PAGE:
Tuesday, April 26, 2011
Self-Acceptance: Day 1
How Self-Acceptance Can Crack Open Your Life
A Radical 10-Day Plan to Accept Who You Really Are
I discovered a post bearing this title on oprah.com a few days ago. Sounds like a gimmick, doesn't it? Well, it is. If people really are able to accept themselves in only 10 days, the world will be a much nicer place. However, despite my initial skepticism, I read on just out of curiosity. This was the lesson for day one:
"Lesson: The journey of self-acceptance starts when you acknowledge that you don't seem to know much about yourself. Your personality, or ego, finds it difficult to answer questions like "Who am I?" and "What do I want?" Being asked to describe yourself at a job interview or for a dating agency profile, for instance, can feel excruciating and practically impossible because you haven't really been paying attention.
True self-acceptance is motivated by the possibility of knowing what your true essence—the Unconditioned Self—is really like."
After reading this, I was faced with the stark reality that I haven't been happy for a while and didn't know why. My life had been stressful the past several months but life was manageable. Everything is much better now but I seemed to have lost my grip on the rope of happiness. The logical side of me says "Life is fine. The reason you are unhappy is not because there is something wrong with your life but the way you perceive your life. Plus, you are not exercising and your brain is not producing enough endorphins and serotonin." My left brain is probably right. I should exercise and life would feel much better.
But I have also noticed a recent trend in my thinking pattern. Instead of looking for the good things in my life, I seem to look for and dwell on the negative aspects. As a result, I have become more critical, pessimistic, cowardly, and cranky. When I see myself like this, I sink into moments of self-hatred, disappointment, and guilt. I want to like myself again and feel deeply grateful for the blessings in my life such as friends who pay for my vacation, send care packages, and call to cheer me up.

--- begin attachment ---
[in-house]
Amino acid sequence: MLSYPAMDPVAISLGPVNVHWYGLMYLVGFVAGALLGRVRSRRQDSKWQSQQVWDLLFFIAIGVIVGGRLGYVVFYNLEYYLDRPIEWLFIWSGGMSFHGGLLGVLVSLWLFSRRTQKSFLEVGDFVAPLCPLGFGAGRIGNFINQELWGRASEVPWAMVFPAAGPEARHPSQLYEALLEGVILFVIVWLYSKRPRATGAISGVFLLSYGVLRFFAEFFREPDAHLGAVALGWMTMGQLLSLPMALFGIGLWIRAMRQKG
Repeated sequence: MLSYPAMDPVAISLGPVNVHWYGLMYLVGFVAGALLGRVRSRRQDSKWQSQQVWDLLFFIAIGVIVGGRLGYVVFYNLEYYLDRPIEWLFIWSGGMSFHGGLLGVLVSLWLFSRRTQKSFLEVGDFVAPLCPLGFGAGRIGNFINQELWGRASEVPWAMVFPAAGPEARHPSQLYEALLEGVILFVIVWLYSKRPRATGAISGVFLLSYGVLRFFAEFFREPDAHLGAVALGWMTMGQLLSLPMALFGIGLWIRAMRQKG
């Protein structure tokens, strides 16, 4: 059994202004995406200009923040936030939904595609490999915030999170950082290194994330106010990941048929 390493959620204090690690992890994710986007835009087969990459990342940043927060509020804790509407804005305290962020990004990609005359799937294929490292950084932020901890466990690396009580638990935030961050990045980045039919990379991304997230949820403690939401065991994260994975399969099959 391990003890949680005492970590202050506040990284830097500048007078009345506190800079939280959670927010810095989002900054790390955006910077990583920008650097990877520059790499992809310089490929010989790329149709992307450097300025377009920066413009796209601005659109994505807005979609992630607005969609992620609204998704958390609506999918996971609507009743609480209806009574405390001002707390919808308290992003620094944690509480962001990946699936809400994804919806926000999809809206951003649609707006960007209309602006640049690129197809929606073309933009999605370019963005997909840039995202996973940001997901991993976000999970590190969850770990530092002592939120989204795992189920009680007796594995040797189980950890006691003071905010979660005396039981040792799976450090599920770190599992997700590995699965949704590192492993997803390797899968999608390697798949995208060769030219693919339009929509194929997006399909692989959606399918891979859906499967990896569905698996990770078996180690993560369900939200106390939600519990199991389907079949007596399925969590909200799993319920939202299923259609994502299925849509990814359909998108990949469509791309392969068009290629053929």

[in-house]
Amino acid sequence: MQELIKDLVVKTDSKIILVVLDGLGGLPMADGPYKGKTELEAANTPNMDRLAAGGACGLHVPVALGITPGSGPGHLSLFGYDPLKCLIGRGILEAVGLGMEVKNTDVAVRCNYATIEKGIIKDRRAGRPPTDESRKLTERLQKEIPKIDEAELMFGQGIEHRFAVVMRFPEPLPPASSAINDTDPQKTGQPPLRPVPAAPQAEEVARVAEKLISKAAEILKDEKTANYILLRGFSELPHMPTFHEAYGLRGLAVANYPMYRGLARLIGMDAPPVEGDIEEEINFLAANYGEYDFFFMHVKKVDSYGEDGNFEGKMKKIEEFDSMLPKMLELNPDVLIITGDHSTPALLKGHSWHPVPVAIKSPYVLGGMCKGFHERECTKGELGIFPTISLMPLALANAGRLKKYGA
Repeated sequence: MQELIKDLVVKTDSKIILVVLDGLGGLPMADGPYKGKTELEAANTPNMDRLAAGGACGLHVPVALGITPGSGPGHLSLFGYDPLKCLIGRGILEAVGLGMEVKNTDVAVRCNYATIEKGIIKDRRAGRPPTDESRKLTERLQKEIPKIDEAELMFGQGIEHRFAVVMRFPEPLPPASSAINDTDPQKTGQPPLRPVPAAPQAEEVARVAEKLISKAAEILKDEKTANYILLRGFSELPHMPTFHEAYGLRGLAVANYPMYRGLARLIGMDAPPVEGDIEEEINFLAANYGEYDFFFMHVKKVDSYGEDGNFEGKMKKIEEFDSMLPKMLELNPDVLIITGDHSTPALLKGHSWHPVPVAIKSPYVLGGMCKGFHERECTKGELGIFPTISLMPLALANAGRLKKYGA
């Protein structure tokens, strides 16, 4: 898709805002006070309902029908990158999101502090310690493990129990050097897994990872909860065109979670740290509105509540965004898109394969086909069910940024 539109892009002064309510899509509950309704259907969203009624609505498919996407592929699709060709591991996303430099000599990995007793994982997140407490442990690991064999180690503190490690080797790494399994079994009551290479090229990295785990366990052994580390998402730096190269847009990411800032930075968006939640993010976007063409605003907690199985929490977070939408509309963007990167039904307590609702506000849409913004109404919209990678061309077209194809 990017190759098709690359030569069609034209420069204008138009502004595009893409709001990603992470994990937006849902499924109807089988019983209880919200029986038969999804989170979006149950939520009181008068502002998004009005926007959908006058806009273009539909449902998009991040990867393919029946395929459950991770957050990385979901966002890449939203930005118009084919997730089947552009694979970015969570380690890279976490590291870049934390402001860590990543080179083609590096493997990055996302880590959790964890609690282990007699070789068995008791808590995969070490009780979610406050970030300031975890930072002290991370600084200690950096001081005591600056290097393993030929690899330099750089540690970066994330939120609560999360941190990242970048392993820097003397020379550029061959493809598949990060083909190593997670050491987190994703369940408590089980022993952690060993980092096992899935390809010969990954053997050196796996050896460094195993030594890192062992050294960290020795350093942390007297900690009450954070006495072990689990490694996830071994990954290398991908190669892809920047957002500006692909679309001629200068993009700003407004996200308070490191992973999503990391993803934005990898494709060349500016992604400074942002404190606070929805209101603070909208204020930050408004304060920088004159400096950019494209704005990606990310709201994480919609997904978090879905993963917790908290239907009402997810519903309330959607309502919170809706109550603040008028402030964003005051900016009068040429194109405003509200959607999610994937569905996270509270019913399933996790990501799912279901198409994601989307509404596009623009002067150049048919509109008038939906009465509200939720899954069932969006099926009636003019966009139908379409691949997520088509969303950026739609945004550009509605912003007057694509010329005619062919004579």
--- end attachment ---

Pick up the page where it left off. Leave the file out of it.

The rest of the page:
So, I have decided to follow the 10-Day plan to accept who I really am and see where I end up by the end of the 10th day.
This is Day 1.
Exercise: Self-acceptance is the process of befriending the Unconditioned Self—the part of you that is more than just your name, your history, your story, your failures or your successes. You are more than just your experiences or how other people see you or the clothes you wear.
Reflect on this today:
What is most authentic about you?
That I am without guile. I am sincere and genuine in my relationship with others.
What do you want people to really know about you?
That I have a good heart and genuinely care about people.
Who are you without your ego?
(I must clarify that the word ego is not referring to the Freudian ego but to the term often used in spiritual teachings of Eastern religions. According to Wikipedia, spiritual ego is "often associated with mind and the sense of time, which compulsively thinks in order to be assured of its future existence, rather than simply knowing its own self and the present.")
Me without ego is eternal, whole, deeply connected to and at peace with God.
I can tap into this moment of bliss when my mind is not preoccupied with useless worries and doubts about the future. I need to meditate again.